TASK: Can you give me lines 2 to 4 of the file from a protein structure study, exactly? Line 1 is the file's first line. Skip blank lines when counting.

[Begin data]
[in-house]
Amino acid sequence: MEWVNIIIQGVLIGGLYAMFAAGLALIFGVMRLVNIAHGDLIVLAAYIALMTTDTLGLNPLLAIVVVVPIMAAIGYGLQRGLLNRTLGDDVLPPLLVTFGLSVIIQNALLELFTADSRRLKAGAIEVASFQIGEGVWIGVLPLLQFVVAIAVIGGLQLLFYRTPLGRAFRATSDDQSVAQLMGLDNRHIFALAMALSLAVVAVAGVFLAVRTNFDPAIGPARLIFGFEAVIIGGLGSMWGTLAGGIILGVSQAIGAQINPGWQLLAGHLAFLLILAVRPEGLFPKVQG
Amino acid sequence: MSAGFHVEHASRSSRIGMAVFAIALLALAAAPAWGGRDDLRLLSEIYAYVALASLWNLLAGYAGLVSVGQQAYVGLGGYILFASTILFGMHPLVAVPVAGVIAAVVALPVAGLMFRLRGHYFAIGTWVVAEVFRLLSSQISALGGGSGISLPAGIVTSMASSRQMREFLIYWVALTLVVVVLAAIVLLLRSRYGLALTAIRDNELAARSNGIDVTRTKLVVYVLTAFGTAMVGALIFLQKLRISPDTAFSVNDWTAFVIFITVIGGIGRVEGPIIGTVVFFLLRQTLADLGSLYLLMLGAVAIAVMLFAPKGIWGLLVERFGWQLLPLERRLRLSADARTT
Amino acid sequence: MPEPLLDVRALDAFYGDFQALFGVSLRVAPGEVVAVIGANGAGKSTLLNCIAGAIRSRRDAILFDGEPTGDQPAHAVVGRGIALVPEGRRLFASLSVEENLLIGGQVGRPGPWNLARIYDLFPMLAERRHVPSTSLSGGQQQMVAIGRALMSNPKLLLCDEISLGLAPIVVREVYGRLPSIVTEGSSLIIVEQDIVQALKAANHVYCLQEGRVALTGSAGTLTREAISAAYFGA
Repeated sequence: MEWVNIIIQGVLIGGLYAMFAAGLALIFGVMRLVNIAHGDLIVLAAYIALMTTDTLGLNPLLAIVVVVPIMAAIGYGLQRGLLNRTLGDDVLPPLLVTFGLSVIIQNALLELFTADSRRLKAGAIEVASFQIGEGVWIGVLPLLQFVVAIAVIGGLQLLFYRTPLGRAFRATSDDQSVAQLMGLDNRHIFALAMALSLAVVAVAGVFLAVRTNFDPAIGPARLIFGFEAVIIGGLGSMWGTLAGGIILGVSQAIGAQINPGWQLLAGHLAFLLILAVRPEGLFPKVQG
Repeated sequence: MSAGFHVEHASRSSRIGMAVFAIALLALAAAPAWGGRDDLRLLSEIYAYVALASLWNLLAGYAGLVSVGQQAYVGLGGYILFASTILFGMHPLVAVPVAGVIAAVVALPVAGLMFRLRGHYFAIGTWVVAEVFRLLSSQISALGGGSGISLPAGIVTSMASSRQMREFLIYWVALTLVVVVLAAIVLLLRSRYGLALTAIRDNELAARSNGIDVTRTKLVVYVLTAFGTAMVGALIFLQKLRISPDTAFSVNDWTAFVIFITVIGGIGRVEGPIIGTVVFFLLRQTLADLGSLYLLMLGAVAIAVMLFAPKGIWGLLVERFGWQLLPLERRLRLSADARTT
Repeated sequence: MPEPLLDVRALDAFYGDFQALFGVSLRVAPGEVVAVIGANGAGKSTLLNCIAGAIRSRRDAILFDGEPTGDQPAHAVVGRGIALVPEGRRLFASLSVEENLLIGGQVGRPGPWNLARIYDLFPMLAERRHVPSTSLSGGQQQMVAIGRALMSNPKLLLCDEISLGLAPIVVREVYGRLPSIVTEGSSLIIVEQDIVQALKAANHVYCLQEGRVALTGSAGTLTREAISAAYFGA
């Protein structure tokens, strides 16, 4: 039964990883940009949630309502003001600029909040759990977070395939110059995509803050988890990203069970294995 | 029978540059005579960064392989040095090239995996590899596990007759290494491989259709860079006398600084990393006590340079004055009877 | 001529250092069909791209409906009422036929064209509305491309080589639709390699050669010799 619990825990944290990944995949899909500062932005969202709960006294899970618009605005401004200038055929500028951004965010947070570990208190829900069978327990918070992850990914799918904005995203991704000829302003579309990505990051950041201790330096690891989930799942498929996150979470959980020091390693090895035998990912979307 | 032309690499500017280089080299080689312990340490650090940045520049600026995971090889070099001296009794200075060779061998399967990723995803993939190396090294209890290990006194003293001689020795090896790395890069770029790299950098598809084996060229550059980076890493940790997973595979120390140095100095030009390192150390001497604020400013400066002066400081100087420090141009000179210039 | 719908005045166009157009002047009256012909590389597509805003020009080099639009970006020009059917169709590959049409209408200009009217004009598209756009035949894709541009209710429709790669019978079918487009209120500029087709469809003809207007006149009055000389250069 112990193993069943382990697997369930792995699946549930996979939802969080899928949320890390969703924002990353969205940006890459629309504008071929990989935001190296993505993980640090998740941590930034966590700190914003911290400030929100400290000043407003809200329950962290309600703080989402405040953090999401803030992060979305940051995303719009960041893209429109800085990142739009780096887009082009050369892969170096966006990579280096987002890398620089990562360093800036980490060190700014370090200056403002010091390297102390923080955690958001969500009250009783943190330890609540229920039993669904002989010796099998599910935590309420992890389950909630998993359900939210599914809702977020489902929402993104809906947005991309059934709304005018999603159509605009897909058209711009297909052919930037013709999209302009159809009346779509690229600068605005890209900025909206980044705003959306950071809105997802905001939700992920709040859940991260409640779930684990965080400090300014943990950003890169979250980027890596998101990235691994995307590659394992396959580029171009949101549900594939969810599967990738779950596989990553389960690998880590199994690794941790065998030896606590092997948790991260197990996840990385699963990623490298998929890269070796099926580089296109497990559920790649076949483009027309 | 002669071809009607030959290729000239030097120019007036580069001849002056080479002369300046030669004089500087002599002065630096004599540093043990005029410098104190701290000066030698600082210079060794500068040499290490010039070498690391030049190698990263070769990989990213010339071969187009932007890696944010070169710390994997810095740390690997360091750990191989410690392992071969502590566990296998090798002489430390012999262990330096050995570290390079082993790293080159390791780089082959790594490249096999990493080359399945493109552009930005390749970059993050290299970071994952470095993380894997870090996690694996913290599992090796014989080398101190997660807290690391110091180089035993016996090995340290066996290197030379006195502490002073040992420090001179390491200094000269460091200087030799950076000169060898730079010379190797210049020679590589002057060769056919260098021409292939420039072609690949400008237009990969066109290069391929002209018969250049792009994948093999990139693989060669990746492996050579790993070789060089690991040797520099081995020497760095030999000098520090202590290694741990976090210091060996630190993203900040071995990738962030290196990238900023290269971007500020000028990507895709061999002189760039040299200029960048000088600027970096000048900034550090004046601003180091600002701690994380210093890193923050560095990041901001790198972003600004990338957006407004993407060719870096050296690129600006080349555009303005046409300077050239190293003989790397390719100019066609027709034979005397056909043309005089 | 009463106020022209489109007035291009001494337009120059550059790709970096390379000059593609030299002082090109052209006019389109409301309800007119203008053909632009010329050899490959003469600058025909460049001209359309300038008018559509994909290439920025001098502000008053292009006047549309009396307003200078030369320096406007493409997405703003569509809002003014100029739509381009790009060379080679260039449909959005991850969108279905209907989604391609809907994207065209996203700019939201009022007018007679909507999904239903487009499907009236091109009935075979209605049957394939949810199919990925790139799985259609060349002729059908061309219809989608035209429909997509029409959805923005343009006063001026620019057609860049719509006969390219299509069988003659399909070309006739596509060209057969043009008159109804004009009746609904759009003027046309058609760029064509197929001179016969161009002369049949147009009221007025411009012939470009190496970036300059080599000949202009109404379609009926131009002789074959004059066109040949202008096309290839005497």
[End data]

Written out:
Amino acid sequence: MEWVNIIIQGVLIGGLYAMFAAGLALIFGVMRLVNIAHGDLIVLAAYIALMTTDTLGLNPLLAIVVVVPIMAAIGYGLQRGLLNRTLGDDVLPPLLVTFGLSVIIQNALLELFTADSRRLKAGAIEVASFQIGEGVWIGVLPLLQFVVAIAVIGGLQLLFYRTPLGRAFRATSDDQSVAQLMGLDNRHIFALAMALSLAVVAVAGVFLAVRTNFDPAIGPARLIFGFEAVIIGGLGSMWGTLAGGIILGVSQAIGAQINPGWQLLAGHLAFLLILAVRPEGLFPKVQG
Amino acid sequence: MSAGFHVEHASRSSRIGMAVFAIALLALAAAPAWGGRDDLRLLSEIYAYVALASLWNLLAGYAGLVSVGQQAYVGLGGYILFASTILFGMHPLVAVPVAGVIAAVVALPVAGLMFRLRGHYFAIGTWVVAEVFRLLSSQISALGGGSGISLPAGIVTSMASSRQMREFLIYWVALTLVVVVLAAIVLLLRSRYGLALTAIRDNELAARSNGIDVTRTKLVVYVLTAFGTAMVGALIFLQKLRISPDTAFSVNDWTAFVIFITVIGGIGRVEGPIIGTVVFFLLRQTLADLGSLYLLMLGAVAIAVMLFAPKGIWGLLVERFGWQLLPLERRLRLSADARTT
Amino acid sequence: MPEPLLDVRALDAFYGDFQALFGVSLRVAPGEVVAVIGANGAGKSTLLNCIAGAIRSRRDAILFDGEPTGDQPAHAVVGRGIALVPEGRRLFASLSVEENLLIGGQVGRPGPWNLARIYDLFPMLAERRHVPSTSLSGGQQQMVAIGRALMSNPKLLLCDEISLGLAPIVVREVYGRLPSIVTEGSSLIIVEQDIVQALKAANHVYCLQEGRVALTGSAGTLTREAISAAYFGA